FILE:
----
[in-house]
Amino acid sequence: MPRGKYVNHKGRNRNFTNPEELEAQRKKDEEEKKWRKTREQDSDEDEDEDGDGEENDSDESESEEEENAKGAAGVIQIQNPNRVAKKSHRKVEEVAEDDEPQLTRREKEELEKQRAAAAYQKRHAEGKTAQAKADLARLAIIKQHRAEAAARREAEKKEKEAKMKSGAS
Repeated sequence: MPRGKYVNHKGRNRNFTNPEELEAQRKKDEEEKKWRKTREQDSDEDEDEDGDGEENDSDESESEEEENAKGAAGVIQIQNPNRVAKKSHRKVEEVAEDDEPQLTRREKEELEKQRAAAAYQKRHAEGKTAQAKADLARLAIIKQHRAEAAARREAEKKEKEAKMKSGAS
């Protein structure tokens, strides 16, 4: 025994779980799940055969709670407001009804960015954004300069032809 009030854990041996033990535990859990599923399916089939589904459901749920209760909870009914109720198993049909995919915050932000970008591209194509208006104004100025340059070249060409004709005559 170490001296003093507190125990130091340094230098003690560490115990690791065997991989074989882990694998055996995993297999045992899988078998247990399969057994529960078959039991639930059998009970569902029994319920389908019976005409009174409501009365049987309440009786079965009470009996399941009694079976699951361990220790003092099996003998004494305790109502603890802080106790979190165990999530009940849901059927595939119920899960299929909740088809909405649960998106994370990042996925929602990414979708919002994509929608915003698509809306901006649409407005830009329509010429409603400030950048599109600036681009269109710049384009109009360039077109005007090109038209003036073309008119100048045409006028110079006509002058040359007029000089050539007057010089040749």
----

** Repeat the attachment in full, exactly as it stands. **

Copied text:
[in-house]
Amino acid sequence: MPRGKYVNHKGRNRNFTNPEELEAQRKKDEEEKKWRKTREQDSDEDEDEDGDGEENDSDESESEEEENAKGAAGVIQIQNPNRVAKKSHRKVEEVAEDDEPQLTRREKEELEKQRAAAAYQKRHAEGKTAQAKADLARLAIIKQHRAEAAARREAEKKEKEAKMKSGAS
Repeated sequence: MPRGKYVNHKGRNRNFTNPEELEAQRKKDEEEKKWRKTREQDSDEDEDEDGDGEENDSDESESEEEENAKGAAGVIQIQNPNRVAKKSHRKVEEVAEDDEPQLTRREKEELEKQRAAAAYQKRHAEGKTAQAKADLARLAIIKQHRAEAAARREAEKKEKEAKMKSGAS
């Protein structure tokens, strides 16, 4: 025994779980799940055969709670407001009804960015954004300069032809 009030854990041996033990535990859990599923399916089939589904459901749920209760909870009914109720198993049909995919915050932000970008591209194509208006104004100025340059070249060409004709005559 170490001296003093507190125990130091340094230098003690560490115990690791065997991989074989882990694998055996995993297999045992899988078998247990399969057994529960078959039991639930059998009970569902029994319920389908019976005409009174409501009365049987309440009786079965009470009996399941009694079976699951361990220790003092099996003998004494305790109502603890802080106790979190165990999530009940849901059927595939119920899960299929909740088809909405649960998106994370990042996925929602990414979708919002994509929608915003698509809306901006649409407005830009329509010429409603400030950048599109600036681009269109710049384009109009360039077109005007090109038209003036073309008119100048045409006028110079006509002058040359007029000089050539007057010089040749």